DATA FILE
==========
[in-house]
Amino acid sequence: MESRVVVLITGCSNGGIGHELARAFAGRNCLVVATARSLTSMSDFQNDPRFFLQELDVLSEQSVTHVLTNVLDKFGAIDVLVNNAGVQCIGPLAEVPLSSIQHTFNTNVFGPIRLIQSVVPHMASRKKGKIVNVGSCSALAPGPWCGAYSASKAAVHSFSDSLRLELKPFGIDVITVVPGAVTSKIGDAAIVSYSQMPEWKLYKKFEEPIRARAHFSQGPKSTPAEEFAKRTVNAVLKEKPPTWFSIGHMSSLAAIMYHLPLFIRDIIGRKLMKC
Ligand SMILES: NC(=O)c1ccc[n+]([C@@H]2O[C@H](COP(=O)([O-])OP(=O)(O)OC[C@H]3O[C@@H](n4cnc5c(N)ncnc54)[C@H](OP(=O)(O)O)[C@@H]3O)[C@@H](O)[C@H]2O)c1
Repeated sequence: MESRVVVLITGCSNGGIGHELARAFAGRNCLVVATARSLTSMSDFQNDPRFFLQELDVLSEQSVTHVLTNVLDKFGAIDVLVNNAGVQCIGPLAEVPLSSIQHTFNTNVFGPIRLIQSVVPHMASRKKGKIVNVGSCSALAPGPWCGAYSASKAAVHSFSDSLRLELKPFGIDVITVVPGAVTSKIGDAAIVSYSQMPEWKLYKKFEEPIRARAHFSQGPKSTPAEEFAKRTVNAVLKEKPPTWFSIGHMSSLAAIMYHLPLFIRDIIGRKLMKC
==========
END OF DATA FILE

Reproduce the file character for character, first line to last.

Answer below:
[in-house]
Amino acid sequence: MESRVVVLITGCSNGGIGHELARAFAGRNCLVVATARSLTSMSDFQNDPRFFLQELDVLSEQSVTHVLTNVLDKFGAIDVLVNNAGVQCIGPLAEVPLSSIQHTFNTNVFGPIRLIQSVVPHMASRKKGKIVNVGSCSALAPGPWCGAYSASKAAVHSFSDSLRLELKPFGIDVITVVPGAVTSKIGDAAIVSYSQMPEWKLYKKFEEPIRARAHFSQGPKSTPAEEFAKRTVNAVLKEKPPTWFSIGHMSSLAAIMYHLPLFIRDIIGRKLMKC
Ligand SMILES: NC(=O)c1ccc[n+]([C@@H]2O[C@H](COP(=O)([O-])OP(=O)(O)OC[C@H]3O[C@@H](n4cnc5c(N)ncnc54)[C@H](OP(=O)(O)O)[C@@H]3O)[C@@H](O)[C@H]2O)c1
Repeated sequence: MESRVVVLITGCSNGGIGHELARAFAGRNCLVVATARSLTSMSDFQNDPRFFLQELDVLSEQSVTHVLTNVLDKFGAIDVLVNNAGVQCIGPLAEVPLSSIQHTFNTNVFGPIRLIQSVVPHMASRKKGKIVNVGSCSALAPGPWCGAYSASKAAVHSFSDSLRLELKPFGIDVITVVPGAVTSKIGDAAIVSYSQMPEWKLYKKFEEPIRARAHFSQGPKSTPAEEFAKRTVNAVLKEKPPTWFSIGHMSSLAAIMYHLPLFIRDIIGRKLMKC